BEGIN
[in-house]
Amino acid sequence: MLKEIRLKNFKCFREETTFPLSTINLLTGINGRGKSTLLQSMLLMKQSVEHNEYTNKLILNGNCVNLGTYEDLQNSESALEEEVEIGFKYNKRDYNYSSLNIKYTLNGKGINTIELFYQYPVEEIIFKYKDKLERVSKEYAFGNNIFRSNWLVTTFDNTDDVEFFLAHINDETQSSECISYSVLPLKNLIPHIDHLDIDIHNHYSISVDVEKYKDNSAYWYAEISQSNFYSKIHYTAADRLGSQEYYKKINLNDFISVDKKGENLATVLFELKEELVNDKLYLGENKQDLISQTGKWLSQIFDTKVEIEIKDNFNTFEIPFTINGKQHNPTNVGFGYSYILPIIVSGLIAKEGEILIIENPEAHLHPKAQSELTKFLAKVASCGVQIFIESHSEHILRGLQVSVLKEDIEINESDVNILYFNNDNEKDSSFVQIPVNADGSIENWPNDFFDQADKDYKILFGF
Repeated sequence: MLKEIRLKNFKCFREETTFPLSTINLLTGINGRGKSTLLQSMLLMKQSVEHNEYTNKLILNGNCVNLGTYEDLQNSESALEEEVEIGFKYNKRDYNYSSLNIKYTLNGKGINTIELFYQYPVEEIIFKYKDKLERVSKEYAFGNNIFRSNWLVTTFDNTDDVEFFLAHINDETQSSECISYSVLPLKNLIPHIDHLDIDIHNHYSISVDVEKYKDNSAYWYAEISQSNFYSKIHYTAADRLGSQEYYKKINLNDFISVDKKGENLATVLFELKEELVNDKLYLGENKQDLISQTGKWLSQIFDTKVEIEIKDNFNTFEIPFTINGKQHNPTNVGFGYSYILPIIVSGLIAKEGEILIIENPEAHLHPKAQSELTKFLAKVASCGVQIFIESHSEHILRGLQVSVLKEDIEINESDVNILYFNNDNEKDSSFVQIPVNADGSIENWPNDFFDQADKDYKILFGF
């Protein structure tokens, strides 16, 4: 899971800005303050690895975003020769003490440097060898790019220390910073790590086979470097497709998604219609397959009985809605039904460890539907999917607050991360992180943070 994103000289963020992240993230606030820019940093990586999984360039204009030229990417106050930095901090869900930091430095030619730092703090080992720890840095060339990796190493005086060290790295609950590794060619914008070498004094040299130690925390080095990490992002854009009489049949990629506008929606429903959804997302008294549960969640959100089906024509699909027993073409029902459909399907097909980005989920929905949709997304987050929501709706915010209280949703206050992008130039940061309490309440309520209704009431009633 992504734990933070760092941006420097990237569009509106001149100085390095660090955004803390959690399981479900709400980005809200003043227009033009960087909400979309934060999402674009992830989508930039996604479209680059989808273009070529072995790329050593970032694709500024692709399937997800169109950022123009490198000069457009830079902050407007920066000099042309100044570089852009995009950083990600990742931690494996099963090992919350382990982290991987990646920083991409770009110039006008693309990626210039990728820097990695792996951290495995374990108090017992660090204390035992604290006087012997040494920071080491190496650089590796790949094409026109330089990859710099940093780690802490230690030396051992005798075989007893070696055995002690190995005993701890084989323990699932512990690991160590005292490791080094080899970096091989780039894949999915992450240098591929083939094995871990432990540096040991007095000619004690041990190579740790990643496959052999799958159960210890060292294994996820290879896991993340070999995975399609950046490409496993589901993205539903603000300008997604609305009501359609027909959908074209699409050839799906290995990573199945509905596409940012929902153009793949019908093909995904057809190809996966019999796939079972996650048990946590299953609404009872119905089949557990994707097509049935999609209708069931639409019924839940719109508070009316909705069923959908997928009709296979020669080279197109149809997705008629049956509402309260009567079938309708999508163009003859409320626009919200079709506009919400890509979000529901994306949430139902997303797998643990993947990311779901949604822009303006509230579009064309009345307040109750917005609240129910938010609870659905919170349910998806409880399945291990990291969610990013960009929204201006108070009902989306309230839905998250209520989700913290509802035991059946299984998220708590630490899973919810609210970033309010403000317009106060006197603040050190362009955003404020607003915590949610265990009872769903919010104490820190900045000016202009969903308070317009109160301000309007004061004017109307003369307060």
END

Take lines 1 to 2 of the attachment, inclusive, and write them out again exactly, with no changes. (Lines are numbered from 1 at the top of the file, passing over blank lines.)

[in-house]
Amino acid sequence: MLKEIRLKNFKCFREETTFPLSTINLLTGINGRGKSTLLQSMLLMKQSVEHNEYTNKLILNGNCVNLGTYEDLQNSESALEEEVEIGFKYNKRDYNYSSLNIKYTLNGKGINTIELFYQYPVEEIIFKYKDKLERVSKEYAFGNNIFRSNWLVTTFDNTDDVEFFLAHINDETQSSECISYSVLPLKNLIPHIDHLDIDIHNHYSISVDVEKYKDNSAYWYAEISQSNFYSKIHYTAADRLGSQEYYKKINLNDFISVDKKGENLATVLFELKEELVNDKLYLGENKQDLISQTGKWLSQIFDTKVEIEIKDNFNTFEIPFTINGKQHNPTNVGFGYSYILPIIVSGLIAKEGEILIIENPEAHLHPKAQSELTKFLAKVASCGVQIFIESHSEHILRGLQVSVLKEDIEINESDVNILYFNNDNEKDSSFVQIPVNADGSIENWPNDFFDQADKDYKILFGF